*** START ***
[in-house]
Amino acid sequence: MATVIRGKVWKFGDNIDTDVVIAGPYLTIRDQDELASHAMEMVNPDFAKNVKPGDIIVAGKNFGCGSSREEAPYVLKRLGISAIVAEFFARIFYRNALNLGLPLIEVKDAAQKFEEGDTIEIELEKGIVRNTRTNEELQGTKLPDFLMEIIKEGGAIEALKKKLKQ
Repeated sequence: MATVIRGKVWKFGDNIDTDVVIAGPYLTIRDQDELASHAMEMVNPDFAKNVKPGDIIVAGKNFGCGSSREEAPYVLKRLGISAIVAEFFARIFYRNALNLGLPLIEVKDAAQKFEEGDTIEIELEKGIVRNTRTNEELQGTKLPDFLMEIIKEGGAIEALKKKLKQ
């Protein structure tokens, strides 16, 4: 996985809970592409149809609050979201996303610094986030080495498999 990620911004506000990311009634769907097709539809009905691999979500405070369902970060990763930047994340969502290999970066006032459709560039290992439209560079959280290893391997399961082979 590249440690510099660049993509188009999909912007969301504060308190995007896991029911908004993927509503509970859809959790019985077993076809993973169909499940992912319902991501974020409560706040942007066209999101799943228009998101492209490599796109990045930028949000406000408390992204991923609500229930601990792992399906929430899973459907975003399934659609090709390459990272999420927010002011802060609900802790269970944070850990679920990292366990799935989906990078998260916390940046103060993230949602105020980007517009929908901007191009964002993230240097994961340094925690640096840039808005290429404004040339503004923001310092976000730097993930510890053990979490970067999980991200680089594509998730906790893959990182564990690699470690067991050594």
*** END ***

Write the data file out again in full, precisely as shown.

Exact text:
[in-house]
Amino acid sequence: MATVIRGKVWKFGDNIDTDVVIAGPYLTIRDQDELASHAMEMVNPDFAKNVKPGDIIVAGKNFGCGSSREEAPYVLKRLGISAIVAEFFARIFYRNALNLGLPLIEVKDAAQKFEEGDTIEIELEKGIVRNTRTNEELQGTKLPDFLMEIIKEGGAIEALKKKLKQ
Repeated sequence: MATVIRGKVWKFGDNIDTDVVIAGPYLTIRDQDELASHAMEMVNPDFAKNVKPGDIIVAGKNFGCGSSREEAPYVLKRLGISAIVAEFFARIFYRNALNLGLPLIEVKDAAQKFEEGDTIEIELEKGIVRNTRTNEELQGTKLPDFLMEIIKEGGAIEALKKKLKQ
């Protein structure tokens, strides 16, 4: 996985809970592409149809609050979201996303610094986030080495498999 990620911004506000990311009634769907097709539809009905691999979500405070369902970060990763930047994340969502290999970066006032459709560039290992439209560079959280290893391997399961082979 590249440690510099660049993509188009999909912007969301504060308190995007896991029911908004993927509503509970859809959790019985077993076809993973169909499940992912319902991501974020409560706040942007066209999101799943228009998101492209490599796109990045930028949000406000408390992204991923609500229930601990792992399906929430899973459907975003399934659609090709390459990272999420927010002011802060609900802790269970944070850990679920990292366990799935989906990078998260916390940046103060993230949602105020980007517009929908901007191009964002993230240097994961340094925690640096840039808005290429404004040339503004923001310092976000730097993930510890053990979490970067999980991200680089594509998730906790893959990182564990690699470690067991050594």